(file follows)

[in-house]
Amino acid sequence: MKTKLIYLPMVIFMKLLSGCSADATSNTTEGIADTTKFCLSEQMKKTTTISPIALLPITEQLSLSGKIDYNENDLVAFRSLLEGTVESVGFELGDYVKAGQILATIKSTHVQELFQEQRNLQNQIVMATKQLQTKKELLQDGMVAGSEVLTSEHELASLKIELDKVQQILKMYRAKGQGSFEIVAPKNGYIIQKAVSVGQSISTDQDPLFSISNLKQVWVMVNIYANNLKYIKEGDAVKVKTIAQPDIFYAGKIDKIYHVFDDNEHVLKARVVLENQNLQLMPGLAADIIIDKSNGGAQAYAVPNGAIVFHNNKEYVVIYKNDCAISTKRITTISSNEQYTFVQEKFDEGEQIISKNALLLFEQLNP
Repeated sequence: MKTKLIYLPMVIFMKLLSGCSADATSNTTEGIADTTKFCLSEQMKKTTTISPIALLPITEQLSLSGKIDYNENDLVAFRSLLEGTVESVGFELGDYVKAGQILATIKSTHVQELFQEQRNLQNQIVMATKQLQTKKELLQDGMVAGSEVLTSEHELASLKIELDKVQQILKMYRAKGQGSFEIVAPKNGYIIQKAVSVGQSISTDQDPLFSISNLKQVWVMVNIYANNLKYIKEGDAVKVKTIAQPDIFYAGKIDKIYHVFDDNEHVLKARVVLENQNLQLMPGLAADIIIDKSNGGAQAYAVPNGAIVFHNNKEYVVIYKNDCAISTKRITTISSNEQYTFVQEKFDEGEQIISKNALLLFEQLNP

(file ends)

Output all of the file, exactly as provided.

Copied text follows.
[in-house]
Amino acid sequence: MKTKLIYLPMVIFMKLLSGCSADATSNTTEGIADTTKFCLSEQMKKTTTISPIALLPITEQLSLSGKIDYNENDLVAFRSLLEGTVESVGFELGDYVKAGQILATIKSTHVQELFQEQRNLQNQIVMATKQLQTKKELLQDGMVAGSEVLTSEHELASLKIELDKVQQILKMYRAKGQGSFEIVAPKNGYIIQKAVSVGQSISTDQDPLFSISNLKQVWVMVNIYANNLKYIKEGDAVKVKTIAQPDIFYAGKIDKIYHVFDDNEHVLKARVVLENQNLQLMPGLAADIIIDKSNGGAQAYAVPNGAIVFHNNKEYVVIYKNDCAISTKRITTISSNEQYTFVQEKFDEGEQIISKNALLLFEQLNP
Repeated sequence: MKTKLIYLPMVIFMKLLSGCSADATSNTTEGIADTTKFCLSEQMKKTTTISPIALLPITEQLSLSGKIDYNENDLVAFRSLLEGTVESVGFELGDYVKAGQILATIKSTHVQELFQEQRNLQNQIVMATKQLQTKKELLQDGMVAGSEVLTSEHELASLKIELDKVQQILKMYRAKGQGSFEIVAPKNGYIIQKAVSVGQSISTDQDPLFSISNLKQVWVMVNIYANNLKYIKEGDAVKVKTIAQPDIFYAGKIDKIYHVFDDNEHVLKARVVLENQNLQLMPGLAADIIIDKSNGGAQAYAVPNGAIVFHNNKEYVVIYKNDCAISTKRITTISSNEQYTFVQEKFDEGEQIISKNALLLFEQLNP